Title:
OPTICAL TRANSCEIVER WITH IN-BAND MANAGEMENT CHANNEL
Kind Code:
A1


Abstract:
A supervisory signal is superimposed onto a high-speed data stream so that the number of optical transceivers needed by an optical network is reduced. The supervisory signal is superimposed onto the high-speed data stream as an in-band modulation of the data stream. To improve signal-to-noise ratio of the in-band supervisory signal, the supervisory signal is first modulated to a higher frequency before it is superimposed onto the high-speed data stream.



Inventors:
Duan, Xiaodong (Fremont, CA, US)
Liu, Samuel (San Jose, CA, US)
Barbarossa, Giovanni (Saratoga, CA, US)
Application Number:
11/935324
Publication Date:
05/07/2009
Filing Date:
11/05/2007
Primary Class:
International Classes:
H04B10/00
View Patent Images:



Primary Examiner:
PHAN, HANH
Attorney, Agent or Firm:
PATTERSON & SHERIDAN, LLP - AVAN (HOUSTON, TX, US)
Claims:
We claim:

1. An optical transceiver for a communications network, comprising: an optical-to-electrical assembly configured to receive a first optical signal containing a first data signal and a first supervisory signal and separate the first optical signal into the first data signal and the first supervisory signal; and an electrical-to-optical assembly configured to receive a second data signal and a second supervisory signal, and generate a second optical signal containing the second data signal and the second supervisory signal.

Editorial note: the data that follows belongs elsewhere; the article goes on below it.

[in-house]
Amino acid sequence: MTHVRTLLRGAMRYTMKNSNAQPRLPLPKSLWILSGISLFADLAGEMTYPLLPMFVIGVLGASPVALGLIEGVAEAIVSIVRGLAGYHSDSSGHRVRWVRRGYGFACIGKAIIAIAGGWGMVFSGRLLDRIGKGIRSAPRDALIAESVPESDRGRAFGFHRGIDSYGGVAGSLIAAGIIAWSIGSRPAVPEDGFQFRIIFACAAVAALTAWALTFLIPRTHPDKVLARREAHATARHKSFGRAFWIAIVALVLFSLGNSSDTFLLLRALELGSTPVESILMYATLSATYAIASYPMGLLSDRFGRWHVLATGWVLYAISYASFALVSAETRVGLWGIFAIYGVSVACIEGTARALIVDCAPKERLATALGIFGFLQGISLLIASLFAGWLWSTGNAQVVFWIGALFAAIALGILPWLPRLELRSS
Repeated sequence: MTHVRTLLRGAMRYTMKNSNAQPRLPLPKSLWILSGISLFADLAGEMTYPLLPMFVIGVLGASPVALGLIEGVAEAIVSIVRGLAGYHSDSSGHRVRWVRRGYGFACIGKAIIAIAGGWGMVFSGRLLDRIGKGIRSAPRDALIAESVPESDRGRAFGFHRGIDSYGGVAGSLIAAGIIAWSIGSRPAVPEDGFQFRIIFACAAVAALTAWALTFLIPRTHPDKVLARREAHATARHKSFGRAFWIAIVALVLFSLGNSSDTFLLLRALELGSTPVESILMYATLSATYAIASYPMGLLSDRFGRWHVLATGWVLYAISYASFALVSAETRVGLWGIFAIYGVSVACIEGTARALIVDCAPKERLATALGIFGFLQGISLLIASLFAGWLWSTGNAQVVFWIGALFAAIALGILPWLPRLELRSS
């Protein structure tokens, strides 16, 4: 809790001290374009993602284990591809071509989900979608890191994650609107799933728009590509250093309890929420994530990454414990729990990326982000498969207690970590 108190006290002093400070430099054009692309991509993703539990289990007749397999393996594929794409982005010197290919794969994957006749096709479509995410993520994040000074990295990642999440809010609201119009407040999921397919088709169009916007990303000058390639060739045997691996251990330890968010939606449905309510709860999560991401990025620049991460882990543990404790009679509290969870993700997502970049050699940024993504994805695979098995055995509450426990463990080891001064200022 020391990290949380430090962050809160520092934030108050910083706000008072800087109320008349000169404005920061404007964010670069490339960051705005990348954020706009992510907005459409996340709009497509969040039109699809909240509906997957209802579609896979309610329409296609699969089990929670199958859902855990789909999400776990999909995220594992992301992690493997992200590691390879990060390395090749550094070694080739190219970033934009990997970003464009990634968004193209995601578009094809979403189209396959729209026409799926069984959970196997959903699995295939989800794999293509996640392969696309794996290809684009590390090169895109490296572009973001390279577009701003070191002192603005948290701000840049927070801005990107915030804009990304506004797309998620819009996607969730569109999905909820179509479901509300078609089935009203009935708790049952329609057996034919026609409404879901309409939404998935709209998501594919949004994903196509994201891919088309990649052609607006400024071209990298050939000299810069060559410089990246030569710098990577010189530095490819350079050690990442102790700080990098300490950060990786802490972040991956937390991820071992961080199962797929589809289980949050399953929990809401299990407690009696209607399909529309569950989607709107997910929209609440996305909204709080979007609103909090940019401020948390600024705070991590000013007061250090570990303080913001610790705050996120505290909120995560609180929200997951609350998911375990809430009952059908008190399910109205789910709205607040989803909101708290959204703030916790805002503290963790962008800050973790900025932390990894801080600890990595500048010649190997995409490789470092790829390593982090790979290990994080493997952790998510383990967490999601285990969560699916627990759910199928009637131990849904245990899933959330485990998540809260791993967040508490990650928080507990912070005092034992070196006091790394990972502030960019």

2. The optical transceiver of claim 1, wherein the first supervisory signal is superimposed onto the first data signal to form the first optical signal, and the second supervisory signal is superimposed onto the second data signal to form the second optical signal.

3. The optical transceiver of claim 2, wherein the frequency of the first data signal and the frequency of the second data signal are at least 1 GHz.

4. The optical transceiver of claim 3, wherein the frequency of the first supervisory signal and the frequency of the second supervisory signal are about 10 kHz.

5. The optical transceiver of claim 1, wherein the optical-to-electrical assembly includes a limit amplifier for extracting the first data signal and serially-connected bandpass filter and operational amplifier for extracting the first supervisory signal.

6. The optical transceiver of claim 5, wherein the optical-to-electrical assembly further includes serially-connected optical receiver unit and trans-impedance amplifier for receiving an optical signal and converting the optical signal to a voltage signal that is input to the limit amplifier and the bandpass filter.